Charlotte: Sex work is very much my primary career, so I tend to think of it as I would any other personal service job, meaning I want a client to “get his money’s worth.” I want him to have the experience he wants to have. But I’ve also developed a pretty strong sense of boundaries over the years, and there are a lot of things I don’t allow and wouldn’t be willing to do no matter how much a client complains or cajoles. Do you think about your work in terms of satisfying the client? How do you negotiate that “the client is always right” mentality (yours or theirs!) with your own boundaries and preferred way of doing things?

Amanda: I’ve never felt I had to do anything the client or strip club customer wanted just because they were paying me. Quite the opposite. (I guess this means I have an “attitude”). However, I do feel they’re paying me to have a good time or have a need met. I consider it my job to give them my full attention and find a way to make them happy. I like making clients happy because it pleases me and offers personal satisfaction in my work. By “happy,” I don’t mean I do everything they’ve ever dreamed of. There’s always a middle ground.

Of course there have been times when I’ve shut off that inner voice and allowed a boundary to be pushed because of the money — but it always snaps back into place naturally, damn the consequences. I’m not someone who responds well to being told what to do or having my sense of privacy invaded. Add my stubborn refusal to fake it and it becomes a real mess, especially when I end up doing something I really don’t want (like have sex) just because I know it’s expected. Not to derail this into issues of consent; this is about personal satisfaction and playing a particular role that doesn’t fit me as well as it used to. As most service-industry workers probably feel, the less happy I am, the more I should be paid.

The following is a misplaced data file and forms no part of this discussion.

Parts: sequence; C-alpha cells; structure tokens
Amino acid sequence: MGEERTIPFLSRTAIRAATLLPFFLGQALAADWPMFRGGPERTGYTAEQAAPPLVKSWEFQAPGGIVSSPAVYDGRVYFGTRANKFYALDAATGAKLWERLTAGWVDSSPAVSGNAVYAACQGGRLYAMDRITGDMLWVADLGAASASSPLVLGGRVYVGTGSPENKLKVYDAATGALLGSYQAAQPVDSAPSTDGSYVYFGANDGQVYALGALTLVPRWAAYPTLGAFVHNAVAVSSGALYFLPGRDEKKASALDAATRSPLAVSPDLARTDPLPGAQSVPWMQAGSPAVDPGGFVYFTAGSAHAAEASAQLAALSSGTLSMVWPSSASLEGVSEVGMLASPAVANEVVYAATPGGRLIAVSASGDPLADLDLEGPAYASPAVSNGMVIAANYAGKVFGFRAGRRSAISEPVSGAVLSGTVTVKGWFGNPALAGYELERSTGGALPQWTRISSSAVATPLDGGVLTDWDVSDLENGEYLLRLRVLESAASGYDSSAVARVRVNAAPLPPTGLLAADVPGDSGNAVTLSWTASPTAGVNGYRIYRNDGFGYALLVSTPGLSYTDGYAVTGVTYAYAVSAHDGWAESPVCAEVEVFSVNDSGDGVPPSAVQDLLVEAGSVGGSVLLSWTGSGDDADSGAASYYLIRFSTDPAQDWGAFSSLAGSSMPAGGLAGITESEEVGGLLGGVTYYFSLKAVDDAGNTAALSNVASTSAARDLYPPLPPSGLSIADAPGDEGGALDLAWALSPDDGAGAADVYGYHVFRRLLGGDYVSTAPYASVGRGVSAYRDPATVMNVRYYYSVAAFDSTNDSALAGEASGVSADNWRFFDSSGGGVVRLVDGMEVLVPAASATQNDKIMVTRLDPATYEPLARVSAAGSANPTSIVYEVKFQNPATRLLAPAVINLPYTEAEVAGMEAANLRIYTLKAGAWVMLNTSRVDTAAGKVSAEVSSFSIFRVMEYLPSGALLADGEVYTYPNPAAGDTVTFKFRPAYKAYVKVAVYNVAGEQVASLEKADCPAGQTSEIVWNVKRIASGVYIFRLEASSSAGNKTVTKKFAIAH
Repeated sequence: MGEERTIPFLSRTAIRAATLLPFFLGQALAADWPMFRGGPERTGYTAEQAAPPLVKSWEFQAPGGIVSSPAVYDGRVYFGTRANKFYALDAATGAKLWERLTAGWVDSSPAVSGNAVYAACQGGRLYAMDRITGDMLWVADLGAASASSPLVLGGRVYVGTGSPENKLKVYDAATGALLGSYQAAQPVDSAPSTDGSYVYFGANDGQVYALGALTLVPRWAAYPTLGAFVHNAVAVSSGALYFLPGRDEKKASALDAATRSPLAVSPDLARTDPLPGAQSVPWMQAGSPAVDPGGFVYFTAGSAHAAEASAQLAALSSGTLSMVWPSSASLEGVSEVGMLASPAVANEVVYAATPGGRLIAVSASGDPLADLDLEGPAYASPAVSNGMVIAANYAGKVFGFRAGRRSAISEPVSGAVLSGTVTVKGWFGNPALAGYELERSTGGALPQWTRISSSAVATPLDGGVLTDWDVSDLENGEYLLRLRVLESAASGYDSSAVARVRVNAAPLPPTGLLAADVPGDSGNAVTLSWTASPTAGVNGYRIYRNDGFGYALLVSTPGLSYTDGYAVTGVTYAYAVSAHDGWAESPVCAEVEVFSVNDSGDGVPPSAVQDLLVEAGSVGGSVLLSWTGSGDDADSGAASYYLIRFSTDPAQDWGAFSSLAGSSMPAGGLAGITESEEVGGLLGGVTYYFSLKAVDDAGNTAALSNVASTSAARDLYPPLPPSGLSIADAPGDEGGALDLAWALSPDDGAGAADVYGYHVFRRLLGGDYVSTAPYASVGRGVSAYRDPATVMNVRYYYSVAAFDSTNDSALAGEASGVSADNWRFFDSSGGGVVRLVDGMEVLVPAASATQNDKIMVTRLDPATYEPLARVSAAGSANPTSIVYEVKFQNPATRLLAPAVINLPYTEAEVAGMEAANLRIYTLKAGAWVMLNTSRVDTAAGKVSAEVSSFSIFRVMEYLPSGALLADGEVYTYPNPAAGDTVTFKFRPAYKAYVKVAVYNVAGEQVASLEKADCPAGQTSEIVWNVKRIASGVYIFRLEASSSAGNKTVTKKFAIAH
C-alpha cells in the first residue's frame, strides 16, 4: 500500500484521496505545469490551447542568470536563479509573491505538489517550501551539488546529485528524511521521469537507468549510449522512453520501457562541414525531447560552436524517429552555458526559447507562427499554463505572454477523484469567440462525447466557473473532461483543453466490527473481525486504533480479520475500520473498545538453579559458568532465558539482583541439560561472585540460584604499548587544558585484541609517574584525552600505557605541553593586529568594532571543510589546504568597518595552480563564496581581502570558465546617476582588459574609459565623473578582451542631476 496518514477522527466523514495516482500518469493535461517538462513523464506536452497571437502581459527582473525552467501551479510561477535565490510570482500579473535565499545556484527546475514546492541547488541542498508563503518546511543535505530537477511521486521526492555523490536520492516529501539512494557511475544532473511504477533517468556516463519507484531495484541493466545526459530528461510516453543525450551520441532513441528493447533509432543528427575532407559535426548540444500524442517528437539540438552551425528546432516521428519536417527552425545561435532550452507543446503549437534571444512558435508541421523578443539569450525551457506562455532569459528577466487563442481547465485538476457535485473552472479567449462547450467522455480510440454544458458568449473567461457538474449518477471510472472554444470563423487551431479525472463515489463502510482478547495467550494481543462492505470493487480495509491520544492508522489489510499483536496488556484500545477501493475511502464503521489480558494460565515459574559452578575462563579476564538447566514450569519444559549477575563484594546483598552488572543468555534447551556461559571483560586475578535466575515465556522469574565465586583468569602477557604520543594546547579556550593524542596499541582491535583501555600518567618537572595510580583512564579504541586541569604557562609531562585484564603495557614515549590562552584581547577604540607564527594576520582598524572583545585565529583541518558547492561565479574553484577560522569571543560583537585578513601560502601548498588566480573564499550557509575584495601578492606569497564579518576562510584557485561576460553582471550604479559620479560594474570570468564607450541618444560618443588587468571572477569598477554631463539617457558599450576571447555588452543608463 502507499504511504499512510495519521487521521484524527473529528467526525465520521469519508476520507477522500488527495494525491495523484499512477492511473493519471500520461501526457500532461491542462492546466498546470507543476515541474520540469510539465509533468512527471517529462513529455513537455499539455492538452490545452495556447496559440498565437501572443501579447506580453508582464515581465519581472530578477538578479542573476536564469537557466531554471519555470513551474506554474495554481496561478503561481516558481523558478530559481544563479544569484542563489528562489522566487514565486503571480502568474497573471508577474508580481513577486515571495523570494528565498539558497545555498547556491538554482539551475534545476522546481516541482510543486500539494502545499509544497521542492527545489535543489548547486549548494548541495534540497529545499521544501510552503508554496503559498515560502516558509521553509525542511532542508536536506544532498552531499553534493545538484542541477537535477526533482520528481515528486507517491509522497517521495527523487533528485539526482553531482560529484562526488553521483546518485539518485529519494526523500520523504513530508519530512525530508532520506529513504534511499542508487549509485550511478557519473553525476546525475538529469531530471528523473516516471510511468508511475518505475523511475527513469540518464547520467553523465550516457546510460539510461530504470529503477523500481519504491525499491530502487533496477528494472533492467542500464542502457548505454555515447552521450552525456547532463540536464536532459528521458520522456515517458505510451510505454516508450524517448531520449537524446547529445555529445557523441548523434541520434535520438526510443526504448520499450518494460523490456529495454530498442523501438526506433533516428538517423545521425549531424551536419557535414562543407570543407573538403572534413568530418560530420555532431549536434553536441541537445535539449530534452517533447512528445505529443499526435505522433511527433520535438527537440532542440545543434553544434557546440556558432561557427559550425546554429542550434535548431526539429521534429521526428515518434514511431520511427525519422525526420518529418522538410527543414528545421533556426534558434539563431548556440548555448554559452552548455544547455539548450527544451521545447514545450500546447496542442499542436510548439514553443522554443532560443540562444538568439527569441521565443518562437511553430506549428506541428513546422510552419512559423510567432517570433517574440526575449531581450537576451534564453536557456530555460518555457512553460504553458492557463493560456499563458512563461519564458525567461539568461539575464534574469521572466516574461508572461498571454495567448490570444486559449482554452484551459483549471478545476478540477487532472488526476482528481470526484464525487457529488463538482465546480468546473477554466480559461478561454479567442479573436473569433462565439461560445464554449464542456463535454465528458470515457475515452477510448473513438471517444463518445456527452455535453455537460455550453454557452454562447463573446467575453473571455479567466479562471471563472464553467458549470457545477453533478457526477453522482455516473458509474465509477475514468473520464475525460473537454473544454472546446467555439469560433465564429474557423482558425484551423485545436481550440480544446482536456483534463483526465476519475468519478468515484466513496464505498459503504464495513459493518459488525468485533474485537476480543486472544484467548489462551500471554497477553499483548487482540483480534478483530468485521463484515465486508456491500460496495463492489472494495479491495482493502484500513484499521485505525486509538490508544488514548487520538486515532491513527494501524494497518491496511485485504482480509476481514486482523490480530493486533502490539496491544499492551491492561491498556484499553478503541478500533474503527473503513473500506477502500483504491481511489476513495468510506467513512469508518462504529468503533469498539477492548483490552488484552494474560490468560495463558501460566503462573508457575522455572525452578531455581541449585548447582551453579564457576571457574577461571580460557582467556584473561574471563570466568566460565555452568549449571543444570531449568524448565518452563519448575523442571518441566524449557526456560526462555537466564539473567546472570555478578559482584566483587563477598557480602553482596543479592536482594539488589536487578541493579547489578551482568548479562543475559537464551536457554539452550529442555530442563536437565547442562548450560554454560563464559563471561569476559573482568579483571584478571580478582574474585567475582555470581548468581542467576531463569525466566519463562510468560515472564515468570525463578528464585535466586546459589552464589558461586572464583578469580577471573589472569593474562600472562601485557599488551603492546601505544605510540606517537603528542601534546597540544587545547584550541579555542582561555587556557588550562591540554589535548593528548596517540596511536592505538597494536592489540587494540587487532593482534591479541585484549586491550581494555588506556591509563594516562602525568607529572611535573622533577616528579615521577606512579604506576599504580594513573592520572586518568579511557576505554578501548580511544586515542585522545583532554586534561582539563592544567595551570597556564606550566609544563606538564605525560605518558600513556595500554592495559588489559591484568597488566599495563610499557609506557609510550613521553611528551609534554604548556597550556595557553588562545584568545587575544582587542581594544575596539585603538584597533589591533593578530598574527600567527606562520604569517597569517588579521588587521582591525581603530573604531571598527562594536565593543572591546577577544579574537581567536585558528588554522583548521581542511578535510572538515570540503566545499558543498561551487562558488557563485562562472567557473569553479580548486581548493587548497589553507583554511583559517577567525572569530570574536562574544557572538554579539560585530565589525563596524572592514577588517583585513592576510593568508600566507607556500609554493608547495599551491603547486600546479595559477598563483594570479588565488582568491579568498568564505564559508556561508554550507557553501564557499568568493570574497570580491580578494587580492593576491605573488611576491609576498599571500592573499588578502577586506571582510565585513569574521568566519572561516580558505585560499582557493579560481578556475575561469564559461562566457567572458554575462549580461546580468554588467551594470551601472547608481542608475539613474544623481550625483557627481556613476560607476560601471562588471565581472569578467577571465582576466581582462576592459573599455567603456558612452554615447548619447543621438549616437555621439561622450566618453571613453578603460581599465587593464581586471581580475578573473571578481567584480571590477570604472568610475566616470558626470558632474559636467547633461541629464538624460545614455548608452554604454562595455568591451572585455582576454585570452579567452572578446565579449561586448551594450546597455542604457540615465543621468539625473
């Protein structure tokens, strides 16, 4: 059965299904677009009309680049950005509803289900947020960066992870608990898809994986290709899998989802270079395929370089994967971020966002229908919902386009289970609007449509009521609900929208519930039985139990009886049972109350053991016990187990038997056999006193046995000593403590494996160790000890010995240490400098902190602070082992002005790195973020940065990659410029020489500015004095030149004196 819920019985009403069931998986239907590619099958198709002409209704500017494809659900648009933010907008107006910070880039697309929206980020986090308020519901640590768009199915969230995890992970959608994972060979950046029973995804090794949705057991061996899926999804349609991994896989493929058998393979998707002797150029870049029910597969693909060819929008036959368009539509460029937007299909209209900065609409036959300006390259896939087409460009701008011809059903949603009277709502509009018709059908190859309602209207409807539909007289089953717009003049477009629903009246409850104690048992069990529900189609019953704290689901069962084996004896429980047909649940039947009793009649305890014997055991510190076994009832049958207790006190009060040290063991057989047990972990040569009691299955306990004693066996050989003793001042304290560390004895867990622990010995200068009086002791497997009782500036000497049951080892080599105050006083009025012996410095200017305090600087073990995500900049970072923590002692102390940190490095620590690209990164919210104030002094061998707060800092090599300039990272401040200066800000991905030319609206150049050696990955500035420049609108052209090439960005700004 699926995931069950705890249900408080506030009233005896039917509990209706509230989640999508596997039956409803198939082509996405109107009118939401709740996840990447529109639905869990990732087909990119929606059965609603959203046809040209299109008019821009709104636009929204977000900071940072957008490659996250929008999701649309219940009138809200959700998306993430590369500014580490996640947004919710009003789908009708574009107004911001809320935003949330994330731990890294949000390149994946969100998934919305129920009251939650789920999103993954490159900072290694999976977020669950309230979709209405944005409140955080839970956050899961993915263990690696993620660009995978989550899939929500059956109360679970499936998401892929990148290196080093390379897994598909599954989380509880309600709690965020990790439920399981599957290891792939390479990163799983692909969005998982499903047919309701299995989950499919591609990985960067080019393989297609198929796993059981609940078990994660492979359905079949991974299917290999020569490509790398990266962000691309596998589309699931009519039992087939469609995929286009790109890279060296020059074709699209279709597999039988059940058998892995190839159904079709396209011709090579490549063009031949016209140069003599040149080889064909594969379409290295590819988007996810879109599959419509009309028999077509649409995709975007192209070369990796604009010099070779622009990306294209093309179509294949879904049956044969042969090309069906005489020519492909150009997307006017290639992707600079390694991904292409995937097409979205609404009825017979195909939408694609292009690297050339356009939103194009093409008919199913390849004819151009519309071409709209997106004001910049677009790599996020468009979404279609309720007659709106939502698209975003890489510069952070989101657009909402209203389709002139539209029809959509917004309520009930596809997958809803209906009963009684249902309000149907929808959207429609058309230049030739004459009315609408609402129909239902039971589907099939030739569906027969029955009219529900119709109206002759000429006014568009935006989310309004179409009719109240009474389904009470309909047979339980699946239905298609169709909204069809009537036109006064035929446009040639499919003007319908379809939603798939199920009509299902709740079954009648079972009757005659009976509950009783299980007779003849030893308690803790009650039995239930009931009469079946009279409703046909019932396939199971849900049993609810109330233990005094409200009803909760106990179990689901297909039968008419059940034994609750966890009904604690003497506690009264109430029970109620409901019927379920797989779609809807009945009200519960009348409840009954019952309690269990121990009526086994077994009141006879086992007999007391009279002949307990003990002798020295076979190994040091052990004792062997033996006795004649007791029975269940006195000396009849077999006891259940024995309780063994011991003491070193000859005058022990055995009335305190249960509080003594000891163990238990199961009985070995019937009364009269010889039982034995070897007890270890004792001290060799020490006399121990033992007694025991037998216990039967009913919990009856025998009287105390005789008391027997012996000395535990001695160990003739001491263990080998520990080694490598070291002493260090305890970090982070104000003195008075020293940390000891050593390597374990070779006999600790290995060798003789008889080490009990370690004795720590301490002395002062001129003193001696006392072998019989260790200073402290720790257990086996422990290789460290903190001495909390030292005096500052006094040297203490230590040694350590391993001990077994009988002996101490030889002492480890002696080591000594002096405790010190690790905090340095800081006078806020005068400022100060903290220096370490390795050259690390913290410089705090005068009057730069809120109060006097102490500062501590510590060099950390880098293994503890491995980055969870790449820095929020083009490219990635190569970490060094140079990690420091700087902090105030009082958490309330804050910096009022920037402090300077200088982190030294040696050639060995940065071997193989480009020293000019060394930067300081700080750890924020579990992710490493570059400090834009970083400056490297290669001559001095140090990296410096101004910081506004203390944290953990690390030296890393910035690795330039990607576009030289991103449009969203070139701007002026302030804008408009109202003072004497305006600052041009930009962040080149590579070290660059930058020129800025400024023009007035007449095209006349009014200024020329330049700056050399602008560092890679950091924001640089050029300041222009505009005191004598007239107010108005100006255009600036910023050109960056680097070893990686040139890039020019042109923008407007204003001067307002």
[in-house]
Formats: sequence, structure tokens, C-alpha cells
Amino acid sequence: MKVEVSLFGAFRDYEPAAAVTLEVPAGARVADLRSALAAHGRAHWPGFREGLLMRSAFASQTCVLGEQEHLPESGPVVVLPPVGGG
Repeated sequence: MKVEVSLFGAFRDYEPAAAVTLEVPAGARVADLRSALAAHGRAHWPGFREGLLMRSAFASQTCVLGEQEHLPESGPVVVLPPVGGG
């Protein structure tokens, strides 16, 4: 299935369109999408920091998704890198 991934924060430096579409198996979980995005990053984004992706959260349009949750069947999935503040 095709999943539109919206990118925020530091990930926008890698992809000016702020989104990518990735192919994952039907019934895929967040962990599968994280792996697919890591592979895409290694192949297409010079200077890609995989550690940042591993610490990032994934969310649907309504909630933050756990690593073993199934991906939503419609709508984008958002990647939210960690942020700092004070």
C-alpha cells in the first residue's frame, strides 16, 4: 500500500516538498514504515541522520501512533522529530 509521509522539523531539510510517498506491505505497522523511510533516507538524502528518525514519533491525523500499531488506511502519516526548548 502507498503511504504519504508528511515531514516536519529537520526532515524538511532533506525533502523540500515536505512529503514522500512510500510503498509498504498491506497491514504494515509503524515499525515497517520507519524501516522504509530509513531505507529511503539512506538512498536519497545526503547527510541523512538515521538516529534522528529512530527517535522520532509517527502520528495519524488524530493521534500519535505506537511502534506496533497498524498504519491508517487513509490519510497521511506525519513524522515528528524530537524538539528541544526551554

Assault, Consent, and Silence

It is nearly impossible to find a non-eroticized spanking picture.

Here’s the story: A well-to-do Virginian businessman takes needy women under his financial wing on the condition that they follow the rules of his “scholarship plan.” If they break these rules, which consist of limits on alcohol and drug intake, and requirements to stay in contact with their benefactor, they receive a spanking. (He’s inspired by “The Spencer Plan,” a system of domestic “discipline” intended to be used by a husband and wife.) All of the women involved are of legal age. Many of them work together at the restaurant he owns.

One day, the man accuses one of these women of stealing from him and fires her (as an employee and, presumably, as a “scholarship” recipient.) A week later, six of these women file charges of sexual assault. A scandal is born.

Just A Regular Day in the Park…